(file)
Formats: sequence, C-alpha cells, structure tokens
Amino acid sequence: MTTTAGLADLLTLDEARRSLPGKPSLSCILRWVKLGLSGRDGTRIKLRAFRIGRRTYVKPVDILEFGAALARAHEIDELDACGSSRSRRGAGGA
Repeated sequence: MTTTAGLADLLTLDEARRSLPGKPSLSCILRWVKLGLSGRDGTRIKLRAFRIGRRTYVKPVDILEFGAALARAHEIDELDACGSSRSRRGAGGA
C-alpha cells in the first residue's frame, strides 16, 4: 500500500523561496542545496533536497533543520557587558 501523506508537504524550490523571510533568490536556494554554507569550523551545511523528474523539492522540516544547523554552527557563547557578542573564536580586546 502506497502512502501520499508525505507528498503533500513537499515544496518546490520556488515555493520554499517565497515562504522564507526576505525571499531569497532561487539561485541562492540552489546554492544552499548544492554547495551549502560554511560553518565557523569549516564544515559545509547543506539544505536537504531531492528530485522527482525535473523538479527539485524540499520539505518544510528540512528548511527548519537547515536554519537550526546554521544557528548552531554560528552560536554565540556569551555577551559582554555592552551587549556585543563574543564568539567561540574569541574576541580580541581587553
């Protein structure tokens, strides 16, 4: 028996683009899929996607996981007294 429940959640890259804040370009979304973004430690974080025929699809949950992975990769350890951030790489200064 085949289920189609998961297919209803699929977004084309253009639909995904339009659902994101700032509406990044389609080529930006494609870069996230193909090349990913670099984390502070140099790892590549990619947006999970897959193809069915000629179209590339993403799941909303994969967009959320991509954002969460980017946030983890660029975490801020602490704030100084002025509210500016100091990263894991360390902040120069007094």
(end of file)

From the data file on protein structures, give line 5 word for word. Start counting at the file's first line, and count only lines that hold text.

């Protein structure tokens, strides 16, 4: 028996683009899929996607996981007294 429940959640890259804040370009979304973004430690974080025929699809949950992975990769350890951030790489200064 085949289920189609998961297919209803699929977004084309253009639909995904339009659902994101700032509406990044389609080529930006494609870069996230193909090349990913670099984390502070140099790892590549990619947006999970897959193809069915000629179209590339993403799941909303994969967009959320991509954002969460980017946030983890660029975490801020602490704030100084002025509210500016100091990263894991360390902040120069007094």